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Turner v. General Motors Corp.

Supreme Court of Texas

June 13, 1979

No. B-7747



The opinion of the Court delivered March 21, 1979, and the judgment based thereon, are withdrawn. The following is now the opinion of the Court.

Robert A. Turner overturned his 1969 Chevrolet Impala sedan, manufactured and sold by General Motors Corporation, while  [*846]  seeking to avoid a collision with a truck. The car rolled over once and the roof caved in at the driver's corner when it contacted the ground. Although his seat belt was buckled, Turner was struck on his head and suffered a crushed vertebra resulting in paralysis. It is not contended that the design of the automobile or the roof had any part in causing the accident.

Turner sued General Motors and the dealer, Kliesing Motor Company, in a products liability [**2]  action on a strict tort liability theory, alleging the uncrashworthiness of the automobile.  General Motors did not interplead the driver or owner of the truck. In a venue appeal it was ruled that under this doctrine a manufacturer and retailer may be held strictly liable in tort for a defectively designed automobile which enhances the injuries of the plaintiff but does not cause the accident. Turner v. General Motors Corp., 514 S.W.2d 497 (Tex.Civ.App.1974, writ ref'd n. r. e.).

Upon the subsequent trial of the merits of Turner's action now before us the jury answered the following issue in the affirmative:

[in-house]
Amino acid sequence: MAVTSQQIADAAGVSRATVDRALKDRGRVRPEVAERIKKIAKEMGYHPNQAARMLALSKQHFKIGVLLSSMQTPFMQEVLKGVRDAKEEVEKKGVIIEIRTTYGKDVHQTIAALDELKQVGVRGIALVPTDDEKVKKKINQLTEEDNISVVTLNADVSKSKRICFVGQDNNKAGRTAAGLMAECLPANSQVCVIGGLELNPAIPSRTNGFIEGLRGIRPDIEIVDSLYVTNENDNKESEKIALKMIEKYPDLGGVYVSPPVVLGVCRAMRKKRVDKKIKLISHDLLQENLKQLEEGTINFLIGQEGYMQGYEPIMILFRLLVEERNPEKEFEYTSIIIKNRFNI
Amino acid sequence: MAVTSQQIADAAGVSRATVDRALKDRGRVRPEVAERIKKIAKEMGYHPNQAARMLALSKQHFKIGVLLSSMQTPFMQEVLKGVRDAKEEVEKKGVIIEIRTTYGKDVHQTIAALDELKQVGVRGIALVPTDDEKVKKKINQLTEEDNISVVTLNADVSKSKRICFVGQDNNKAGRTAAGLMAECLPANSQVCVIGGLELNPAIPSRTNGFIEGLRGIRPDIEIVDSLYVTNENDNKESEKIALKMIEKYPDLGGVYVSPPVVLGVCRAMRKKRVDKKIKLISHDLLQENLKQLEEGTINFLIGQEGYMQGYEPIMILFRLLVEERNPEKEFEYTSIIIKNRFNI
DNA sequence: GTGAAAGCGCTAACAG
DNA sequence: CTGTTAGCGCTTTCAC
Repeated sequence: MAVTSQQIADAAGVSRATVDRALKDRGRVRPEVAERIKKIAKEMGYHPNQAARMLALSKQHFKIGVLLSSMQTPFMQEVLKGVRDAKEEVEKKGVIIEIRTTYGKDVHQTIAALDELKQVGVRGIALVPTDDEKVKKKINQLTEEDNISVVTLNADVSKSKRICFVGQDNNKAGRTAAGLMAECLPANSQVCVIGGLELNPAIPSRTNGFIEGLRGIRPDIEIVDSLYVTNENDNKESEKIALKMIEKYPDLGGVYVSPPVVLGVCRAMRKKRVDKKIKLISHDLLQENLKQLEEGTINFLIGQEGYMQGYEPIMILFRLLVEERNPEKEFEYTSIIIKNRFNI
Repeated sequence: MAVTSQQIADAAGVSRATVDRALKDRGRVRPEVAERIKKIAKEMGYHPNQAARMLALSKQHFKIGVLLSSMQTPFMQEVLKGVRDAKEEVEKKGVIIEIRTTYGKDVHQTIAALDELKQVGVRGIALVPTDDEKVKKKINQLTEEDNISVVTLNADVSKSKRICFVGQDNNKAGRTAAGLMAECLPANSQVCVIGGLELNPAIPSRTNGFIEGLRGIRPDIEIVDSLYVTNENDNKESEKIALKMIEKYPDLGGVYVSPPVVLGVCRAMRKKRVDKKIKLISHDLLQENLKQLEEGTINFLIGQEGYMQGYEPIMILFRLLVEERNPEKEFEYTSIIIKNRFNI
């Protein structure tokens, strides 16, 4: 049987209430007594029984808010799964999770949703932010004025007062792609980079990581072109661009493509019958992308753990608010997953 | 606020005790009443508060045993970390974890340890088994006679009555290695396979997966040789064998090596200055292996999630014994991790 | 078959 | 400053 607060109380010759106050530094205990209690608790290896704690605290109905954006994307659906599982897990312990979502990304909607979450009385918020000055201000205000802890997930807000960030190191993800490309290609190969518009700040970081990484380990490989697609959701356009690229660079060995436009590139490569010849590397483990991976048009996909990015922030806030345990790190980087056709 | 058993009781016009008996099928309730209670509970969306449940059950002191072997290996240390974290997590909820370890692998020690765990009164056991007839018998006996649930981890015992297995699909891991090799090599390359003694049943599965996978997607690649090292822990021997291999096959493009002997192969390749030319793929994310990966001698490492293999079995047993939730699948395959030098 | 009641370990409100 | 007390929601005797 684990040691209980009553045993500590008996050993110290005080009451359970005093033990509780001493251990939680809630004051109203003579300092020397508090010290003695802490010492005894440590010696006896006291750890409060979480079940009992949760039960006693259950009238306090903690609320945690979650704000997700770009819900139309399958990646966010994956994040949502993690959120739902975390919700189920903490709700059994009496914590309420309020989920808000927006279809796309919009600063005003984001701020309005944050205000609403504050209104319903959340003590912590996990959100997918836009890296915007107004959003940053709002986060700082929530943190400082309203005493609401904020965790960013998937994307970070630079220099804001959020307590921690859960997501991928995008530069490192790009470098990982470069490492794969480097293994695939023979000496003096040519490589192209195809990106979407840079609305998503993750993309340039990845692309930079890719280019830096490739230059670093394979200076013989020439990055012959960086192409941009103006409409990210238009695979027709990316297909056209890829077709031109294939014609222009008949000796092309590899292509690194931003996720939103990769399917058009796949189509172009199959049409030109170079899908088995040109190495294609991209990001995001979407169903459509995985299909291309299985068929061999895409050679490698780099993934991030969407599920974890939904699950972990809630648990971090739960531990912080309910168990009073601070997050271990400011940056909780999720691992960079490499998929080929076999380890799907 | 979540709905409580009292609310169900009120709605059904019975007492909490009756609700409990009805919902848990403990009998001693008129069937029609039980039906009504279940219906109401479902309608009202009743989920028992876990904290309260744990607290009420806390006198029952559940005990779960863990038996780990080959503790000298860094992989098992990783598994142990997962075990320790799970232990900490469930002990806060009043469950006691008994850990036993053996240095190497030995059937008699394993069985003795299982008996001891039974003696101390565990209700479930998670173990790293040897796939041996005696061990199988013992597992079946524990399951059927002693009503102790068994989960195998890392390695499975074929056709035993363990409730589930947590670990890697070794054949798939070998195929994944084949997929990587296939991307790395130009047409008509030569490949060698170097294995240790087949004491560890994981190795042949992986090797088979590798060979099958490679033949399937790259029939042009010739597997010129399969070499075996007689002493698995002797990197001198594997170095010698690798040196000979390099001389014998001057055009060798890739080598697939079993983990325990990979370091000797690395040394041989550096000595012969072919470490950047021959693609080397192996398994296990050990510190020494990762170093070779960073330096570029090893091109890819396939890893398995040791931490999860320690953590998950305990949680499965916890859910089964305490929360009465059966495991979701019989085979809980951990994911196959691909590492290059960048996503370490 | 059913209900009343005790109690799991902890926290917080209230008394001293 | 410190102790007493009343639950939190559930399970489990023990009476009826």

Do you find from a preponderance of the evidence that at the time the automobile in question was manufactured by General Motors the roof structure was defectively designed?

By the term "defectively designed" as used in this issue is meant a design that is unreasonably dangerous.

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584 S.W.2d 844 *; 1979 Tex. LEXIS 333 **; 22 Tex. Sup. J. 409

Robert A. TURNER, Petitioner, v. GENERAL MOTORS CORPORATION et al., Respondents

Subsequent History:  [**1]  Rehearing Denied July 18, 1979.


manufacturer, unreasonable danger, strict liability, factors, design defect, ordinary consumer, trial court, cases, conscious, prudent, roof, special issue, expectations, Products, consumer, ordinary knowledge, balancing, collision, product liability, authoritative, strict liability in tort, strict tort liability, industry practice, crashworthiness, disjunctive, bifurcated, enumerated, writings, risks

Torts, Products Liability, Types of Defects, Design Defects, Theories of Liability, Strict Liability, Civil Procedure, Jury Trials, Jury Instructions, General Overview, Transportation Law, Private Vehicles, Safety Standards, Crashworthiness, Evidence, Inferences & Presumptions, Relevance, Remedies, Damages, Taxation, Judgments, Relief From Judgments, Motions to Reargue, Damages